The Mills Corp. of Arlington, Va., the mall's managing general partner, teamed with local Gaylord Entertainment Co. to create the 1.2 million sq. ft. facility, which was designed to incorporate characteristics of Nashville's heritage. To date, the mall has welcomed more than 4.5 million visitors.
"Naturally, we were very intrigued and interested in the address of the property," says Opry Mills vice president and manager Joe Szymaszek. Snuggled next to the Opryland, Tennessee's largest hotel and convention center, and the Grand Ole Opry, a virtual Holy Mecca for country music fans, Opry Mills has a built-in audience, says Szymaszek.
"Every guest who checks into the hotel receives an Opry Mills V.I.P. card, free coupon book and shopping bag," says Szymaszek, adding that guests also receive free transportation from the hotel to the mall. "We also cross-promote the Grand Ole Opry by selling tickets for weekend events at the mall. Shoppers can also meet and greet their favorite Grand Ole Opry entertainers."
Instead of a three-hour shopping event, the efforts result in at least a day-long retail and entertainment experience for visitors. The typical Opry Mills shopper visits the facility at least 11 times per year, spends $167 on non-food expenditures during each visit and boasts an annual income between $50,000 and $100,000. Shopper surveys also indicate 45% of mall visitors traveled at least 50 miles, while 27% traveled at least 150 miles.
"We've got traditional retail plus some others that you can't find [elsewhere] in the state of Tennessee," says Szymaszek of his 120 retailers.
Among some of the Opry Mills retailers making their first appearance in the Volunteer State include Bass Pro Shops Outdoor World, billed as a sportsman's paradise and featuring aquariums, taxidermy and adventure travel services; the Build-A-Bear Workshop, an interactive retailer that allows visitors to build their own stuffed animal; and Sun & Ski Sports, which offers shoppers a 20 ft. natural rock-climbing wall and a ski deck for ski and snowboard instruction.
With an occupancy rate of 92% and room for expansion, Opry Mills will add several new restaurants next year as well as an additional anchor, says Szymaszek.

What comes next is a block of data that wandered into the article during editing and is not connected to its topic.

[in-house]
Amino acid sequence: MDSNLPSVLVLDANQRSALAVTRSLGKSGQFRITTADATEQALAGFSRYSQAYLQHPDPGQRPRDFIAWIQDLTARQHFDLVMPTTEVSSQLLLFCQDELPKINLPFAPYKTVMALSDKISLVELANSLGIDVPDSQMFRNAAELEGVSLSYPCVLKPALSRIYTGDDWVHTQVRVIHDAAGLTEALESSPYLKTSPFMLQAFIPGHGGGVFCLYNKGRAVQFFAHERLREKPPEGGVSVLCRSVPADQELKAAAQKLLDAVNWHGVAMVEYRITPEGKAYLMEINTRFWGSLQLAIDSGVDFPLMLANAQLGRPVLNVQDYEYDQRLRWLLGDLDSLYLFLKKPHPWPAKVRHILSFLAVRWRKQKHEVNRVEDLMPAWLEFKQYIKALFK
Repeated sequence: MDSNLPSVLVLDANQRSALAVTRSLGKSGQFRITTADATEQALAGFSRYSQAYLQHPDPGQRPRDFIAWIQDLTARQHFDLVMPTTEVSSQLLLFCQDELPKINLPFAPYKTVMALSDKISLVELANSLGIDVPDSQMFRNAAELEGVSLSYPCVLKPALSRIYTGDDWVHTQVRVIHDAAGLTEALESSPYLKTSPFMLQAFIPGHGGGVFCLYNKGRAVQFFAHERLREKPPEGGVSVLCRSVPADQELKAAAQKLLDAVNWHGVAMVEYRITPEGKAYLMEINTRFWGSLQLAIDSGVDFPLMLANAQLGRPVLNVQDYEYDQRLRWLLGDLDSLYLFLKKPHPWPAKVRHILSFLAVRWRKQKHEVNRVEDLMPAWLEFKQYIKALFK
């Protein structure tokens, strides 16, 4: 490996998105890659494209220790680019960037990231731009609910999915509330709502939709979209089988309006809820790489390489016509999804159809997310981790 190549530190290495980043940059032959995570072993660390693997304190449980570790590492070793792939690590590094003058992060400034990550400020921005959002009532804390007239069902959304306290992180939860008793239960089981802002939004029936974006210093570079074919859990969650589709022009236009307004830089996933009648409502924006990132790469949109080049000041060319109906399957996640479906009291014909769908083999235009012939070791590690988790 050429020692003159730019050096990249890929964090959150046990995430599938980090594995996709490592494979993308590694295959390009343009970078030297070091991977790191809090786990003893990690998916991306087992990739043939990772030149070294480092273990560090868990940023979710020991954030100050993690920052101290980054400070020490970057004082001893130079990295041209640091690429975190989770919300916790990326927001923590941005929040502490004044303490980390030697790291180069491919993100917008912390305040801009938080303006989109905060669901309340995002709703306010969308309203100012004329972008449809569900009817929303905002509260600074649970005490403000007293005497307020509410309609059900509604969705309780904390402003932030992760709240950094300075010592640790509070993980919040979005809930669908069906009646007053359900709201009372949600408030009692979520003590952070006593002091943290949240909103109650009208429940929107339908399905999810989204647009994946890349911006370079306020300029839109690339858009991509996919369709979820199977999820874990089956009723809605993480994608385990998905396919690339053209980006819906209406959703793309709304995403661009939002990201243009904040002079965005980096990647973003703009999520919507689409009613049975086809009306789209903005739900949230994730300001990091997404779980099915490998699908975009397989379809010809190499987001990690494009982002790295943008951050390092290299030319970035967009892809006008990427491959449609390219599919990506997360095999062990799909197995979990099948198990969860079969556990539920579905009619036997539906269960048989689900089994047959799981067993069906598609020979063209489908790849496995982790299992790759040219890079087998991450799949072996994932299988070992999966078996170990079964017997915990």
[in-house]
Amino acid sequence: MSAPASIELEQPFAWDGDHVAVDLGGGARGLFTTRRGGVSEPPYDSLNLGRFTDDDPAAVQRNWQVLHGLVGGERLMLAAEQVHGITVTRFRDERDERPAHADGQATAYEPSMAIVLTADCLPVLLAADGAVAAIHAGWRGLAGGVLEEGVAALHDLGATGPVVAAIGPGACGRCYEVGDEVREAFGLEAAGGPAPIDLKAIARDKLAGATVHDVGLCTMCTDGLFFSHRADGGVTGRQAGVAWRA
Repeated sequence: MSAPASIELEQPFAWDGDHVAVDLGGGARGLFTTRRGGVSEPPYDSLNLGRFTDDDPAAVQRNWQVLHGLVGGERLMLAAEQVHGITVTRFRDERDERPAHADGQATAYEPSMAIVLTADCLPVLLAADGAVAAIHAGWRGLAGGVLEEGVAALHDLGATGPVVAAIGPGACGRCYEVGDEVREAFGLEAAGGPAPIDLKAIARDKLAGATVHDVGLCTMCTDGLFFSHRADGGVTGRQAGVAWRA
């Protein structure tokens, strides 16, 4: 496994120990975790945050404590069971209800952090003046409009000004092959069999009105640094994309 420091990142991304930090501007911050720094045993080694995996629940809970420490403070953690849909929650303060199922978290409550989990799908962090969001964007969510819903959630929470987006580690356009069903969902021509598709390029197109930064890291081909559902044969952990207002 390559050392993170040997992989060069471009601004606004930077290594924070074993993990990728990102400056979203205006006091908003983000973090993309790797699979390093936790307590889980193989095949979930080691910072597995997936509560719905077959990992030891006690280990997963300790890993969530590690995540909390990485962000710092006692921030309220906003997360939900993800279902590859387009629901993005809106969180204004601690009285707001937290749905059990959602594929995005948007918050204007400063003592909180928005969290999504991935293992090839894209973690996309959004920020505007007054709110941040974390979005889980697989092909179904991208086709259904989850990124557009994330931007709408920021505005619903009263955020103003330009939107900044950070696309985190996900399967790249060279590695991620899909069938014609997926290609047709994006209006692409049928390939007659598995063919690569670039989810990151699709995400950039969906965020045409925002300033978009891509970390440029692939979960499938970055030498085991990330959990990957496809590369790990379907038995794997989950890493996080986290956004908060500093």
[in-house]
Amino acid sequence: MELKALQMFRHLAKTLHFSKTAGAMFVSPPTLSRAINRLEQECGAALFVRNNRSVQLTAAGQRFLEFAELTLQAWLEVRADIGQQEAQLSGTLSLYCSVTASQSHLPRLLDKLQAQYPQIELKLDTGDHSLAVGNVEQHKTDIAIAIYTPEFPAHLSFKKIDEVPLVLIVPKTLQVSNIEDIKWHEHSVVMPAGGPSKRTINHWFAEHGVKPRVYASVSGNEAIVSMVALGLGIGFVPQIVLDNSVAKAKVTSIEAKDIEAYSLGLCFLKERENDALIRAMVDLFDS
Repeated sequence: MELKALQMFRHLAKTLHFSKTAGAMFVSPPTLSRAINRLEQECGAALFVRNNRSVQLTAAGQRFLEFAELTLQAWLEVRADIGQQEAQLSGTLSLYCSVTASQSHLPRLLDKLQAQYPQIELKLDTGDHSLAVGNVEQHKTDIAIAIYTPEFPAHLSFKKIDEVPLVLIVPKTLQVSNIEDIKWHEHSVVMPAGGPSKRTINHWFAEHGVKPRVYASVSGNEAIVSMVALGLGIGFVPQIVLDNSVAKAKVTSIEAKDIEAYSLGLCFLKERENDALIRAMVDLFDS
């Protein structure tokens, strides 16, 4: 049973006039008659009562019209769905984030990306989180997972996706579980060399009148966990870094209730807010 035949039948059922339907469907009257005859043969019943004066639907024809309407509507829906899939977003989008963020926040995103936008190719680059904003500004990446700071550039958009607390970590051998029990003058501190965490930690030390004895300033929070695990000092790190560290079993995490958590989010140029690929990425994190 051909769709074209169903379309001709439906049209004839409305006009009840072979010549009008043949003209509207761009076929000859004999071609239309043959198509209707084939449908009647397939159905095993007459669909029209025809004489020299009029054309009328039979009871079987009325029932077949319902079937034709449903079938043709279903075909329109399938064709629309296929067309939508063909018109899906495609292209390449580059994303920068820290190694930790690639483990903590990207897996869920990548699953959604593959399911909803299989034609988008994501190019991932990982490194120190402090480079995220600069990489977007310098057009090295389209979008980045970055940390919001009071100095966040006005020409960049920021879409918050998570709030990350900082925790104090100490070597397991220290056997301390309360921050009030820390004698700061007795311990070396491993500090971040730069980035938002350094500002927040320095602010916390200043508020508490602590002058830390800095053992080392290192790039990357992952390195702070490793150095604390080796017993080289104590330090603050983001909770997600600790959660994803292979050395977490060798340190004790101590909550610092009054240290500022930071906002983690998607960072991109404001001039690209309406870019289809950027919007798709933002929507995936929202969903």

Music and manufacturing According to chamber officials, the Nashville region continues to be one of the nation's most dynamic manufacturing centers, with employment increasing by 12%, or 10,000 workers, since 1985. In July, Nissan Motor Manufacturing U.S.A. announced a $500 millionto expand its Smyrna plant in Rutherford County, which will add 1,000 new jobs to the local work force. Also, Wilmington, Del.-based Shiloh Industries will build a $47.9 million plant in nearby Dickson County, while B/V Chassis Systems will locate in Maury County to supply suspension systems to Saturn.
Nashville's music and entertainment industry contributes $3.2 billion annually to the local economy. The city is home to 200 recording studios, 27 entertainment publications and 5,250 working union musicians. In addition, thousands of other people in the Nashville area receive paychecks from music-related jobs.
A number of entertainment industry-related businesses have spun off from Nashville's country music success. For example, four national cable television channels are headquartered in the city, creating hundreds of jobs for stagehands, camera operators, producers and writers. Tapes and compact discs also are manufactured in the Nashville area.
During the past decade, the music video production business has been the fastest-growing segment of Nashville's entertainment industry. More than 80 production companies, equipment houses and film/video service businesses are now headquartered in the Music City. Visual Bible Inc. a film production, distribution and e-commerce company, recently announced plans to relocate its headquarters to Nashville.
"In the `80s, the place to be was Memphis," says Aycock. "Now, it's Nashville."